Schedule of re-securitizationsThe following table presents the principal amount of securities transferred to re-securitization VIEs. Three months ended June 30, Six months ended June 30, (in millions) 2019 2018 2019 2018 Transfers of securities to VIEs Agency $ 2,564 $ 3,995 $ 7,067 $ 8,781 The following table presents information on nonconsolidated re-securitization VIEs. Nonconsolidated re-securitization VIEs (in millions) June 30, 2019 December 31, 2018 Firm-sponsored private-label Assets held in VIEs with continuing involvement (a) $ 22 $ 118 Interest in VIEs — 10 Agency Interest in VIEs 2,192 3,058 (a) Represents the principal amount and includes the notional amount of interest-only securities.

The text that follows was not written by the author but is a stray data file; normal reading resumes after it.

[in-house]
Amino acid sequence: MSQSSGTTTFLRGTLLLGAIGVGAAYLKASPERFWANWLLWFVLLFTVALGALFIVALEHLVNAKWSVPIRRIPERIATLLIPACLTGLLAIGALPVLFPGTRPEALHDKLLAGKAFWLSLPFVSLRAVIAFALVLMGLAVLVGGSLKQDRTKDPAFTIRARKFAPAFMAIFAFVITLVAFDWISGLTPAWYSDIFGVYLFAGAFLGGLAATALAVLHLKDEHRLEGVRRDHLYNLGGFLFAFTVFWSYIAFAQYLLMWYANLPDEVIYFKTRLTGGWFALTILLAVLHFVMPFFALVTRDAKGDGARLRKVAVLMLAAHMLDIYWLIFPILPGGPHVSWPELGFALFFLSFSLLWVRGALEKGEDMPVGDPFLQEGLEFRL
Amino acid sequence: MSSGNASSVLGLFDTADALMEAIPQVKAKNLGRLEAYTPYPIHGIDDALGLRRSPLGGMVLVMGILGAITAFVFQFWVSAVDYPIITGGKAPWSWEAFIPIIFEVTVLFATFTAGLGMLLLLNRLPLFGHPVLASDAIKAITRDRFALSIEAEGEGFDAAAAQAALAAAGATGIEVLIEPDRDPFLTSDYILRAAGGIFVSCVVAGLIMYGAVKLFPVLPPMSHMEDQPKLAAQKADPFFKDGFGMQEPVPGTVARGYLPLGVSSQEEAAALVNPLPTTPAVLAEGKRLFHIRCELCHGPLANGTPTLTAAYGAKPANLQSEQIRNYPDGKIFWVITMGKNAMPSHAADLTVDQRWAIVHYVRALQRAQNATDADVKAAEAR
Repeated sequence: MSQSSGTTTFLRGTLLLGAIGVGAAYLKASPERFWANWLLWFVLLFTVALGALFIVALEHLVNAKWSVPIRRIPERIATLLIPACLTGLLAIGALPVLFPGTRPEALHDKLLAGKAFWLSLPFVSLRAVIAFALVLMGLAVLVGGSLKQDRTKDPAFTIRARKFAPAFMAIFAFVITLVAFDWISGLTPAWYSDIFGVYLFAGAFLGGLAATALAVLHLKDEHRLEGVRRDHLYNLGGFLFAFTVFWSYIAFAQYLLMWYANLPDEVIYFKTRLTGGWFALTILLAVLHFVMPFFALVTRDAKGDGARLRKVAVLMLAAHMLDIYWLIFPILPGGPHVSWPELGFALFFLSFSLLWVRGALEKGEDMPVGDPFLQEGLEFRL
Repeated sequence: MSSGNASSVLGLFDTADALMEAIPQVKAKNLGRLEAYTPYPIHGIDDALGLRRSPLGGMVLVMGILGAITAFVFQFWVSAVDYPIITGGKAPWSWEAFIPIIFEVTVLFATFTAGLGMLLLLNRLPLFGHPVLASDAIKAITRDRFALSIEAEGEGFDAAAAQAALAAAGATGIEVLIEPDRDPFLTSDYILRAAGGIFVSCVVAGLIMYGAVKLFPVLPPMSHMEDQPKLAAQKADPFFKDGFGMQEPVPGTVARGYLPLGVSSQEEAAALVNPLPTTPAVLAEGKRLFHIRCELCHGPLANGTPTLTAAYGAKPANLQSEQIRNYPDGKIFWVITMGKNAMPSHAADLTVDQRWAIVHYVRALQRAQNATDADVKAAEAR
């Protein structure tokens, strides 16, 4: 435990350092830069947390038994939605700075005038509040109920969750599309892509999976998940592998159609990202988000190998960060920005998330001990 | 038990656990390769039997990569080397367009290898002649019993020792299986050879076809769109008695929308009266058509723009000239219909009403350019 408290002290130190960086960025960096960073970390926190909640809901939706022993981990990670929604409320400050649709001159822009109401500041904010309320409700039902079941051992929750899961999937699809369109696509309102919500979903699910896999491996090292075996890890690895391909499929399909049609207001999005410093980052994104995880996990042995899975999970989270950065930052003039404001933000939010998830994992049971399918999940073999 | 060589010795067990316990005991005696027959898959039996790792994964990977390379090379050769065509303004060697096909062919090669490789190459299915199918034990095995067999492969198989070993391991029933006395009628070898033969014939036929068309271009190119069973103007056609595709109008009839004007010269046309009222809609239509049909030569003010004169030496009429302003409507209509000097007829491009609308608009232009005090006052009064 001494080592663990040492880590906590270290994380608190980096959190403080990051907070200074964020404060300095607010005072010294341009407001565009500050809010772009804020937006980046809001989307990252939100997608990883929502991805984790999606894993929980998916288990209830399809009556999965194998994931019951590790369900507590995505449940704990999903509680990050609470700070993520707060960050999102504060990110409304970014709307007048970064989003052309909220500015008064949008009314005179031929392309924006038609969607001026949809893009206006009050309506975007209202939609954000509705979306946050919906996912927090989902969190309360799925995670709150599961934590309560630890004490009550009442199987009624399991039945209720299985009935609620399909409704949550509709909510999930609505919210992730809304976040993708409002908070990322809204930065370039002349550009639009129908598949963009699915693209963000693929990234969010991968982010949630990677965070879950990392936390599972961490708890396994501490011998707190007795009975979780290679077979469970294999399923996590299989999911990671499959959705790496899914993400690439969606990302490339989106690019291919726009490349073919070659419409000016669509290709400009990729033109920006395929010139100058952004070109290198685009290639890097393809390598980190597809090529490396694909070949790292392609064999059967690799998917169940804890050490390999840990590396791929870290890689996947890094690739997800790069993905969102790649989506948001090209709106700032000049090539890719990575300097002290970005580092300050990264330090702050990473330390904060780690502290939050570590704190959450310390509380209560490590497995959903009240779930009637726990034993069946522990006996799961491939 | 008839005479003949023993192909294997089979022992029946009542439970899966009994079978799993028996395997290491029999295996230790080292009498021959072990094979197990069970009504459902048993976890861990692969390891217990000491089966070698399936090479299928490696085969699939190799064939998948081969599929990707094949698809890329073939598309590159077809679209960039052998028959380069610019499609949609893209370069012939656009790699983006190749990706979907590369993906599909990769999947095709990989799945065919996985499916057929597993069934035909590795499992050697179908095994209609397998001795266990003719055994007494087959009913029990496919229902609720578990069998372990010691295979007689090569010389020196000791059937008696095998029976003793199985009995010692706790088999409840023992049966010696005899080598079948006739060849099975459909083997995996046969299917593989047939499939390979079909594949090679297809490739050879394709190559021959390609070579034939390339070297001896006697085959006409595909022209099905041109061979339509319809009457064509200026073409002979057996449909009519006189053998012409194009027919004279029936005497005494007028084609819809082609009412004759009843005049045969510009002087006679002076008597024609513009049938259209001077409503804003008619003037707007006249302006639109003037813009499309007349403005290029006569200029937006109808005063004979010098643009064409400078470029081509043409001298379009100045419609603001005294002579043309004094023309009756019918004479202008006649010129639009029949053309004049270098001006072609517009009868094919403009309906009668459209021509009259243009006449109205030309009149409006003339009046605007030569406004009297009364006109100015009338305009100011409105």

Information on assets and liabilities related to VIEs that are consolidated by the FirmThe following table presents information on assets and liabilities related to VIEs consolidated by the Firm as of June 30, 2019 , and December 31, 2018 . Assets Liabilities June 30, 2019 (in millions) Trading assets Loans Other (b) Total assets (c) Beneficial interests in VIE assets (d) Other (e) Total liabilities VIE program type Firm-sponsored credit card trusts $ — $ 28,230 $ 412 $ 28,642 $ 9,302 $ 8 $ 9,310 Firm-administered multi-seller conduits 3 22,575 335 22,913 14,734 36 14,770 Municipal bond vehicles 1,304 — 3 1,307 1,281 2 1,283 Mortgage securitization entities (a) 2 3,078 55 3,135 267 146 413 Other 113 — 182 295 1 99 100 Total $ 1,422 $ 53,883 $ 987 $ 56,292 $ 25,585 $ 291 $ 25,876 Assets Liabilities December 31, 2018 (in millions) Trading assets Loans Other (b) Total assets (c) Beneficial interests in VIE assets (d) Other (e) Total liabilities VIE program type Firm-sponsored credit card trusts $ — $ 31,760 $ 491 $ 32,251 $ 13,404 $ 12 $ 13,416 Firm-administered multi-seller conduits — 24,411 300 24,711 4,842 33 4,875 Municipal bond vehicles 1,779 — 4 1,783 1,685 3 1,688 Mortgage securitization entities (a) 53 3,285 40 3,378 308 161 469 Other 134 — 178 312 2 103 105 Total $ 1,966 $ 59,456 $ 1,013 $ 62,435 $ 20,241 $ 312 $ 20,553 (a) Includes residential and commercial mortgage securitizations. (b) Includes assets classified as cash and other assets on the Consolidated balance sheets. (c) The assets of the consolidated VIEs included in the program types above are used to settle the liabilities of those entities. The assets and liabilities include third-party assets and liabilities of consolidated VIEs and exclude intercompany balances that eliminate in consolidation. (d) The interest-bearing beneficial interest liabilities issued by consolidated VIEs are classified in the line item on the Consolidated balance sheets titled, “Beneficial interests issued by consolidated variable interest entities.” The holders of these beneficial interests generally do not have recourse to the general credit of JPMorgan Chase . For conduits program-wide credit enhancements, refer to note 14 of JPMorgan Chase’s 2018 Form 10-K. Included in beneficial interests in VIE assets are long-term beneficial interests of $9.6 billion and $13.7 billion at June 30, 2019 , and December 31, 2018 . (e) Includes liabilities classified as accounts payable and other liabilities on the Consolidated balance sheets.